It's been four months since Russia invaded Ukraine on Feb. 24. As Friday draws to a close in Kyiv and in Moscow, here are the key developments:
Ukrainian troops were ordered to retreat from Sievierodonetsk, in the eastern Luhansk region, making way for a big win for Russia. The battle for Sievierodonetsk lasted more than a month. Luhansk governor Serhiy Haidai said Ukrainian forces needed to withdraw to avoid being surrounded and to set up new fortified positions elsewhere. Russia's capture of Sievierodonetsk will bring it closer to complete control of Luhansk. In a further advance in the eastern region, Russia said it made headway around the nearby town of Lysychansk.
The International Atomic Energy Agency said it's increasingly concerned about conditions at a Russian-occupied nuclear power plant in Ukraine. The agency's head said Ukrainian workers have come under extreme stress since Russian forces took over the Zaporizhzhia facility in March. The IAEA wants acess to the the station, Europe's largest nuclear plant, so that it can assess conditions there, following unconfirmed reports that Ukrainian staff were held against their will and abused.
Ukrainians welcomed Thursday's decision in Brussels making Ukraine a candidate to enter the European Union. Russia's foreign minister said the decision poses no risk to his country but is a sign the EU and NATO are building a coalition against Russia. Yet Ukraine still has a long road ahead. Germany's chancellor said earlier that Ukraine faces a "very demanding" path to the EU because it needs to make progress on the rule of law and fighting corruption. The process could take years, as several other countries have long been waiting ahead of Ukraine to join the EU.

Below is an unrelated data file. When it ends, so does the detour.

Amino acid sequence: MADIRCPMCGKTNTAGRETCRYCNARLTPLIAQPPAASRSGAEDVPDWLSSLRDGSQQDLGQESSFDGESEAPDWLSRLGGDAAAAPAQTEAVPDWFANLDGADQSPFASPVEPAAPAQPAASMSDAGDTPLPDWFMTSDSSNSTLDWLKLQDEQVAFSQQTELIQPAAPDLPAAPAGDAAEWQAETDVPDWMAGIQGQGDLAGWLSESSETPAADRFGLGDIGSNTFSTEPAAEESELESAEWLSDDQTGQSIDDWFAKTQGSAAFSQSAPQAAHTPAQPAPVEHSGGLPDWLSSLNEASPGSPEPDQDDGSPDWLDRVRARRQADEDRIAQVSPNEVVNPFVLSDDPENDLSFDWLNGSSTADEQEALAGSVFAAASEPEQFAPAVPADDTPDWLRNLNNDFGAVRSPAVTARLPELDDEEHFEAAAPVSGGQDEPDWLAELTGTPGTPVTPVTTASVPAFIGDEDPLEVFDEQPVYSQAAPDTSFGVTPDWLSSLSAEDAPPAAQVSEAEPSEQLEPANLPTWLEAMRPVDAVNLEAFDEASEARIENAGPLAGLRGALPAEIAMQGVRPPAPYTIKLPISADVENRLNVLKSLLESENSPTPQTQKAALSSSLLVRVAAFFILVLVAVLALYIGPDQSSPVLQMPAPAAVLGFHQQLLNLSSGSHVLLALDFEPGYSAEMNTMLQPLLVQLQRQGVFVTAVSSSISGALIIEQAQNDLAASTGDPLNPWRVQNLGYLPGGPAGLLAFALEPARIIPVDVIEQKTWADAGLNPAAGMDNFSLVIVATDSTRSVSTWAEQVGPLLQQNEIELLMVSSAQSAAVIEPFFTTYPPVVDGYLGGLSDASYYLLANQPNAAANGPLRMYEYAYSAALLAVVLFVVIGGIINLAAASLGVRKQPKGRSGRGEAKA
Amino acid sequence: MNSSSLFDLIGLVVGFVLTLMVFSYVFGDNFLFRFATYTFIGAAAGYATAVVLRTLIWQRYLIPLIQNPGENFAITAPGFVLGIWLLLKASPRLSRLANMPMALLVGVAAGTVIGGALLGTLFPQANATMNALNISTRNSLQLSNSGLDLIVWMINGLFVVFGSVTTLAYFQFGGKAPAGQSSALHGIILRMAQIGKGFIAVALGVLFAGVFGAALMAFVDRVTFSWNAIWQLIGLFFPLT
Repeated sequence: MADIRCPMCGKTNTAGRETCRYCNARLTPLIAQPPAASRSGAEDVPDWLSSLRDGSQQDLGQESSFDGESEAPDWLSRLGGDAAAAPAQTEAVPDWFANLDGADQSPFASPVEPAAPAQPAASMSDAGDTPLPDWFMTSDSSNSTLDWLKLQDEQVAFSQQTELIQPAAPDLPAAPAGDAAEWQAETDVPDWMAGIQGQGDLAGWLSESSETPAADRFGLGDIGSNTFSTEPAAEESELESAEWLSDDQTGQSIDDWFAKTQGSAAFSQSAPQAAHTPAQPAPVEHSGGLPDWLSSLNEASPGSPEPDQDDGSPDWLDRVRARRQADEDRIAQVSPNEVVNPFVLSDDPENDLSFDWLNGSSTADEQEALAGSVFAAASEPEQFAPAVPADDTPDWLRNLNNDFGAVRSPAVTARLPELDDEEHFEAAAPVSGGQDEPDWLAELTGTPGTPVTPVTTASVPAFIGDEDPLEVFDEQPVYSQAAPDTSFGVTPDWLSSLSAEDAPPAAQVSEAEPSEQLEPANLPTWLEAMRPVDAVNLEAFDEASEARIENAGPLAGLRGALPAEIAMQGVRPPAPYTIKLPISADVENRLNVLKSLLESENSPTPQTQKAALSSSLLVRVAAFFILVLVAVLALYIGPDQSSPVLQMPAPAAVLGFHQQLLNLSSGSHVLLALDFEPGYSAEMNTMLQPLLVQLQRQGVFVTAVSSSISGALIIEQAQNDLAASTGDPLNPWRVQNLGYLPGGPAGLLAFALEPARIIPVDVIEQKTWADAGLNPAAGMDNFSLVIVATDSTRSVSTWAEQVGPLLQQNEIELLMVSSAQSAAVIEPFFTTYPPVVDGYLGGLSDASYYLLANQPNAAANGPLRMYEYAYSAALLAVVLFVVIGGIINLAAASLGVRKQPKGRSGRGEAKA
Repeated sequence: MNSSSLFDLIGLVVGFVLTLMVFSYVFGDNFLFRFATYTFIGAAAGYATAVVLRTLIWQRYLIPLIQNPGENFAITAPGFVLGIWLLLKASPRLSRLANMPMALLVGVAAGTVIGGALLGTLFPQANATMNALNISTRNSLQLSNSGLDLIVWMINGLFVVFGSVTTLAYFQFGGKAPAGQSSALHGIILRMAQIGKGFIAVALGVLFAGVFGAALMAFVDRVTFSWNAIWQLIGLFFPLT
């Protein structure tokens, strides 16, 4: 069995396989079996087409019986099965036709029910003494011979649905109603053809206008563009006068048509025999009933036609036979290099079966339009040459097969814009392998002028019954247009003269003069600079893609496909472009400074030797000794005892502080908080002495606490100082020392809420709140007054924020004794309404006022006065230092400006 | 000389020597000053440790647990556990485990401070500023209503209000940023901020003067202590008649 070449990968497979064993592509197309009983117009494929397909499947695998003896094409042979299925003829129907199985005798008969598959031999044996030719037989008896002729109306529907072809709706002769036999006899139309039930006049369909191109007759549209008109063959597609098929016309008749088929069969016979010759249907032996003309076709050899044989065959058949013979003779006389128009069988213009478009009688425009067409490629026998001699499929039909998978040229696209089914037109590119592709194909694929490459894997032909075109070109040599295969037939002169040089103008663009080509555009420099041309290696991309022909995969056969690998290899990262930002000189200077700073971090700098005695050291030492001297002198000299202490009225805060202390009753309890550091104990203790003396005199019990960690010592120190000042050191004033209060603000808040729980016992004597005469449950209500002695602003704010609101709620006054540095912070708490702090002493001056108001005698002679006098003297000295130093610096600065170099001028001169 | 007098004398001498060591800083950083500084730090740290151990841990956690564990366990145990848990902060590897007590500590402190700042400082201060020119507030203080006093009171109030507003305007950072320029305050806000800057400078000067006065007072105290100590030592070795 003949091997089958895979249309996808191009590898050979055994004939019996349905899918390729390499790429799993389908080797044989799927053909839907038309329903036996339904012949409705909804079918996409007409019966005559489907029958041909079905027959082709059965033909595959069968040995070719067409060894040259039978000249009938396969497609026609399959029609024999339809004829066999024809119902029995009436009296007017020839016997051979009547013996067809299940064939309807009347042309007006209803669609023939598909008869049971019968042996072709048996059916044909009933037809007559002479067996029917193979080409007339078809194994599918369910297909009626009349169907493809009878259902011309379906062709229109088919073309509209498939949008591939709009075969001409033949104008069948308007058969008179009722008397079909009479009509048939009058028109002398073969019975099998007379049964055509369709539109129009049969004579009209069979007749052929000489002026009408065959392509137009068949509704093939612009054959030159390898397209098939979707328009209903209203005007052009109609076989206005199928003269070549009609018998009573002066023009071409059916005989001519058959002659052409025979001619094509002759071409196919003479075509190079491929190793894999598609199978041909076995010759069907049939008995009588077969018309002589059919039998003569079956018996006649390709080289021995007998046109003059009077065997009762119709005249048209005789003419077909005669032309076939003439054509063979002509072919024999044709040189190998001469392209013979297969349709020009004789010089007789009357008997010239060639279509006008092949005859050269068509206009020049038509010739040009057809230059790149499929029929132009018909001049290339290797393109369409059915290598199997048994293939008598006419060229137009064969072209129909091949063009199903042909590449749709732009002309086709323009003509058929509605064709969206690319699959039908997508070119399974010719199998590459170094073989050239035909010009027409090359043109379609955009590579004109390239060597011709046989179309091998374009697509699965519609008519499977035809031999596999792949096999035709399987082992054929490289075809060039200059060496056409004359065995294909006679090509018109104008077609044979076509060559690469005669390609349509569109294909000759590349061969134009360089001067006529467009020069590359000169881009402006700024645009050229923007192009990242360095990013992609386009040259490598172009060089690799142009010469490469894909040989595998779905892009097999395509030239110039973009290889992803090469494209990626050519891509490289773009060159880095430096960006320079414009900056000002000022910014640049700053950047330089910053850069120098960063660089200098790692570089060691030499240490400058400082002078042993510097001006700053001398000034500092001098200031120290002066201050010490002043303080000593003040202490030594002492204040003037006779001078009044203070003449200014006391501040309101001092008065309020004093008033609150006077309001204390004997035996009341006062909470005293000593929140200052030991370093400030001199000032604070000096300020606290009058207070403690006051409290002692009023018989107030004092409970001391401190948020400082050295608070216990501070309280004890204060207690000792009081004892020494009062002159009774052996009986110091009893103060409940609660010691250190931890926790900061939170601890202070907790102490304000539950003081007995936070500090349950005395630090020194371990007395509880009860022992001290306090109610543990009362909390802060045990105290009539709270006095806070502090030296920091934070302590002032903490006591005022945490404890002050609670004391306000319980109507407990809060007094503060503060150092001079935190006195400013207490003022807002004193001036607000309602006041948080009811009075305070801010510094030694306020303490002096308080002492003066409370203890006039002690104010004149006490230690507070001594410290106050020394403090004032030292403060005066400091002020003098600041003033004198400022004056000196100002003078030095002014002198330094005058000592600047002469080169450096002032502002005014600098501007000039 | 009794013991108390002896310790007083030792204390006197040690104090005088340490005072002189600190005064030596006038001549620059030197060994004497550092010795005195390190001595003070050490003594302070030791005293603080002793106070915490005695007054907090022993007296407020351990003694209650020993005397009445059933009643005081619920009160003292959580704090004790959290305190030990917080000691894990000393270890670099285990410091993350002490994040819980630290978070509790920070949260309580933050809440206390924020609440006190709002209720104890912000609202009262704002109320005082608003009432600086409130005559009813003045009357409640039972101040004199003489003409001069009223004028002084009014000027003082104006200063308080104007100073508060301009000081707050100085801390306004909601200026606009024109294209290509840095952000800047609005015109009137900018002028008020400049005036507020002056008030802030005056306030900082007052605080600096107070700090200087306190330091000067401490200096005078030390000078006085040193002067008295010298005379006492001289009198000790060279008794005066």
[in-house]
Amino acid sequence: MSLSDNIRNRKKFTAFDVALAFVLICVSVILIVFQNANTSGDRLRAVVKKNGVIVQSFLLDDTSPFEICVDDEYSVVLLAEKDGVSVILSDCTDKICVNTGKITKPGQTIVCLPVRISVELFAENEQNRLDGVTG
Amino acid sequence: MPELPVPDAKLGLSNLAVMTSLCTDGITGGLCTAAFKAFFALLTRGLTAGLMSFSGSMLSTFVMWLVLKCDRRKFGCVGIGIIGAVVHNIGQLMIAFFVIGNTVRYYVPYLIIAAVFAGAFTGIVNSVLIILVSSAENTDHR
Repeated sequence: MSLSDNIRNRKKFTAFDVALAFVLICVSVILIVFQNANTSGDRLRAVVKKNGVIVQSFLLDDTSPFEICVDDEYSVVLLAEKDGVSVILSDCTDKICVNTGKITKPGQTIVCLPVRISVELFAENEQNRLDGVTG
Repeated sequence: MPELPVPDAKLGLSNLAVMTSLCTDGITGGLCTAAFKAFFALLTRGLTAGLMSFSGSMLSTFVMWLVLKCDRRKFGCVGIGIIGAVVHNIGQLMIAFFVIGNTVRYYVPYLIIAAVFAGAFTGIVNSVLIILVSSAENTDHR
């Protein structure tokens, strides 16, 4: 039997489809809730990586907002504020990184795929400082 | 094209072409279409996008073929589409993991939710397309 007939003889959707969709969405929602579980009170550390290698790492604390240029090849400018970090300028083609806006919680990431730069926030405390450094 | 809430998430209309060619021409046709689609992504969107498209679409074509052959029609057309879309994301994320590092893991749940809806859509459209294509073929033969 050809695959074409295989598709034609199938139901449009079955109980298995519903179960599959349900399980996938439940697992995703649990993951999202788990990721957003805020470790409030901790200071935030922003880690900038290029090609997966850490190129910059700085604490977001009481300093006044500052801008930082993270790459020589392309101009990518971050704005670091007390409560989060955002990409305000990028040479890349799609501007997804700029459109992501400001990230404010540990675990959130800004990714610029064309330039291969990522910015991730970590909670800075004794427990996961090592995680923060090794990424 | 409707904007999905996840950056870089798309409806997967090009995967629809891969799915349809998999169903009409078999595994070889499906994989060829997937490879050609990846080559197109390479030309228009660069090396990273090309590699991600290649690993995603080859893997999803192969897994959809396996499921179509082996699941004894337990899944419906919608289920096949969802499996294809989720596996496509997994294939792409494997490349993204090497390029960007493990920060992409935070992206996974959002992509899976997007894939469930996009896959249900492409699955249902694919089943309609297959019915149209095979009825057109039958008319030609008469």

Russia heads toward its first default on foreign-currency debt in over a century. On Sunday, the grace period will end for two interest payments worth about $100 million that Russia was due to pay bondholders in late May. Russia's payments have been blocked by Western sanctions, including the U.S. Treasury closing a path that had allowed Russian debt payments to flow to U.S. investors. Russia does not consider itself in default, as it has the money and has pushed to pay the debt in rubles. The default is unlikely to cause major financial shakeups in the short term, but could ultimately trigger lengthy litigation, raise Russia's borrowing costs even higher and further chip away at its position in the global markets.
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